Graves of Roman Family Held Jewelry, Coins and ‘Exquisite’ Vials for Storing Mourners’ Tears

Archaeologists in Bulgaria unearthed the remains of three individuals interred with rare treasures dating to the third century

The trove of goods was discovered alongside the graves of three individuals who died 1,700 years ago. Veliko Tarnovo Regional Museum of History

Researchers have unearthed the graves of a Roman-era woman, man and child in Bulgaria. For 1,700 years, the site has held historic treasures, ritualistic artifacts and a “sad family story.”

The burials were found late last year by a farmer plowing his field near the Bulgarian village of Nova Varbovka. When experts from the Veliko Tarnovo Regional Museum of History arrived to examine the discovery, they found two distinct graves, according to a translated statement from the museum.

The larger of the two, which was about ten feet long, contained the remains of a man in his 50s and a woman in her late 40s, reports Live Science’s Kristina Killgrove. They were buried with jewelry, coins, ceramic and glass vessels and other artifacts that date to the early third century.

The smaller grave held the remains of a 1- to 2-year-old child. Researchers think this grave is slightly older, suggesting the child died before their parents.

This “rare and very valuable” medallion depicts the Roman emperor Caracalla. Veliko Tarnovo Regional Museum of History

The burials are located in a region once known as the Roman province of Moesia. The graves’ interior walls are made of brick and mortar, and they were covered with a large limestone slab, which appears to be from a quarry near the ancient town of Nicopolis ad Istrum. As Kalin Chakarov, an archaeologist at the museum, tells Live Science, “This peculiarity and other indications make me think that the deceased are somehow related to the territory of Nicopolis ad Istrum,” and they likely had a villa in the area. The team thinks the deceased may have been wealthy landowners.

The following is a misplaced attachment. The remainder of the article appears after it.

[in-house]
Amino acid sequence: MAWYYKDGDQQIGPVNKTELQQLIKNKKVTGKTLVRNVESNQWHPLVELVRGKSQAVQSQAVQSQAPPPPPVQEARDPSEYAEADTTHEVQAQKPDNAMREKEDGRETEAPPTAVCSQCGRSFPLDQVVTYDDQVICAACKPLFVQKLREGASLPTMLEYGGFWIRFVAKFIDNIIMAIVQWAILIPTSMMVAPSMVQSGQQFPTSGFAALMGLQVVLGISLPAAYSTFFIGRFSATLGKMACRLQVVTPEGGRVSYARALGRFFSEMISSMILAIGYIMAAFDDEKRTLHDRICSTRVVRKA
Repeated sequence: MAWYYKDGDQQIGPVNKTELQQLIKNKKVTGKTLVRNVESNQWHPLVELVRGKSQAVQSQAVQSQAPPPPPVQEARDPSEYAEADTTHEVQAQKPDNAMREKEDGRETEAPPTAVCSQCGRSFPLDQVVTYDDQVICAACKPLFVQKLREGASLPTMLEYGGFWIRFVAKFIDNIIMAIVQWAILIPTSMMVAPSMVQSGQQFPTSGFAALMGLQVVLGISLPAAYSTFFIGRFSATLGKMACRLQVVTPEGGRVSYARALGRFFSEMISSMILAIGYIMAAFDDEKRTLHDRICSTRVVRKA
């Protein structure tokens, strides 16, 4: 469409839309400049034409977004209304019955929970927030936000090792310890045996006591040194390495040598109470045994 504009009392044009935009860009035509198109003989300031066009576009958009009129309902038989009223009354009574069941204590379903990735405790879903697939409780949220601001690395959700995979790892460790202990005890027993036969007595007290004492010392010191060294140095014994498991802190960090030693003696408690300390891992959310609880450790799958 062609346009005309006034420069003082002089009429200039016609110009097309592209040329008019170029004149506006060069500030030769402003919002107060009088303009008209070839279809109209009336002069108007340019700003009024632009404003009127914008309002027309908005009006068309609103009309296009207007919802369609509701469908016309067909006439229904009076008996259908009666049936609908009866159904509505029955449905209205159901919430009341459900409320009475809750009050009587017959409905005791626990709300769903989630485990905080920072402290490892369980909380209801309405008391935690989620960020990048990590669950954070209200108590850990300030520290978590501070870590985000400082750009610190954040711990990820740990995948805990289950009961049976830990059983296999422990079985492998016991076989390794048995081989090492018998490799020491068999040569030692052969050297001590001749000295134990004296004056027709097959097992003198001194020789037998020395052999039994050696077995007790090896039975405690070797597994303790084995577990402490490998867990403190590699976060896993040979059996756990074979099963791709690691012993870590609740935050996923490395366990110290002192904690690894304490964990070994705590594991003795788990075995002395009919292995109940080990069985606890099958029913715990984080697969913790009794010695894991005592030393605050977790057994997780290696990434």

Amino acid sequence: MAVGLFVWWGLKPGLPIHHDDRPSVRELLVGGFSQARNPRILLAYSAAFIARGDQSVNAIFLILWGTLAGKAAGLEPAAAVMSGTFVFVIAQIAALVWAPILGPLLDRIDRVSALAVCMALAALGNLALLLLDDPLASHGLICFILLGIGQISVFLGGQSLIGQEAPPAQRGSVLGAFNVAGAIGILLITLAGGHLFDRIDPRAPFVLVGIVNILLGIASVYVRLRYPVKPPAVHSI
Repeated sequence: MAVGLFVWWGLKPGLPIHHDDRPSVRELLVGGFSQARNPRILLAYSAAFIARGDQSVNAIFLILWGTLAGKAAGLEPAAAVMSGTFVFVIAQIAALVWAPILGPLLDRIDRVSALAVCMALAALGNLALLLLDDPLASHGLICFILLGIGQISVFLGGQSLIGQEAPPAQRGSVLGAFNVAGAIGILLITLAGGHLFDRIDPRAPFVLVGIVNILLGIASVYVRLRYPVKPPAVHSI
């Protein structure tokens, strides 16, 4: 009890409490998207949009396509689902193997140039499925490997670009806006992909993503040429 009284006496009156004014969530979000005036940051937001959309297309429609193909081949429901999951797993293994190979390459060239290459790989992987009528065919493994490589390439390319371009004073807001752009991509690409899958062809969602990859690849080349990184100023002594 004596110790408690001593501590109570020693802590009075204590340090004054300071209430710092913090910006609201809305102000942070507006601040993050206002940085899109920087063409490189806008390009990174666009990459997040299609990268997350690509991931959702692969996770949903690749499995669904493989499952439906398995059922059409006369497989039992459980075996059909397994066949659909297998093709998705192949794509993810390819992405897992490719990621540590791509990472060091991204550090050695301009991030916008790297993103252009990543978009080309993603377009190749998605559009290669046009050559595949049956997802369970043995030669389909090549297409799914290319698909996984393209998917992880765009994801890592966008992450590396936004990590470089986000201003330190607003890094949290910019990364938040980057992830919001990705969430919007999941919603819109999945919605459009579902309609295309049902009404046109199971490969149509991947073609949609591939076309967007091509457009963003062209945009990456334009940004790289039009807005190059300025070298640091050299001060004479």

The graves’ contents also suggest a certain status. Chief among the goods found interred with the bodies is a rare bronze medallion depicting the Roman emperor Marcus Aurelius Antoninus, also known as Caracalla, who ruled between 198 and 217 C.E., as Newsweek’s Aristos Georgiou reports. The valuable artifact pictures Caracalla’s visit to Pergamon in present-day Turkey, where he traveled near the end of his life to seek Asclepius, the god of medicine.

Other objects found at the site include a lamp, a leather shoe, six coins dating to between 200 and 225 C.E., a gilded pendant, a silver-plated brooch and “exquisite gold ladies’ earrings,” per the statement.

Along with these riches, the site also revealed evidence of funerary rituals: Researchers found a Roman jar called an amphora that probably held wine to be consumed by funeral attendees. Additionally, the child’s grave contained two glass “lacrimaria,” which are “exquisite vessels in which mourners initially collected their tears, and were later used for fragrant oils,” as the museum writes.

Researchers have not yet conducted a DNA analysis of the human remains, which could reveal more about the individuals’ ages and origins. In the meantime, Chakarov plans to continue studying the surrounding area in an attempt to find out more about the three Romans.

“I think that it is a sad family story from the first half of the third century,” Chakarov tells Live Science. “A dead infant, buried by their parents, who had their last resting place on the same spot where they buried their child.”

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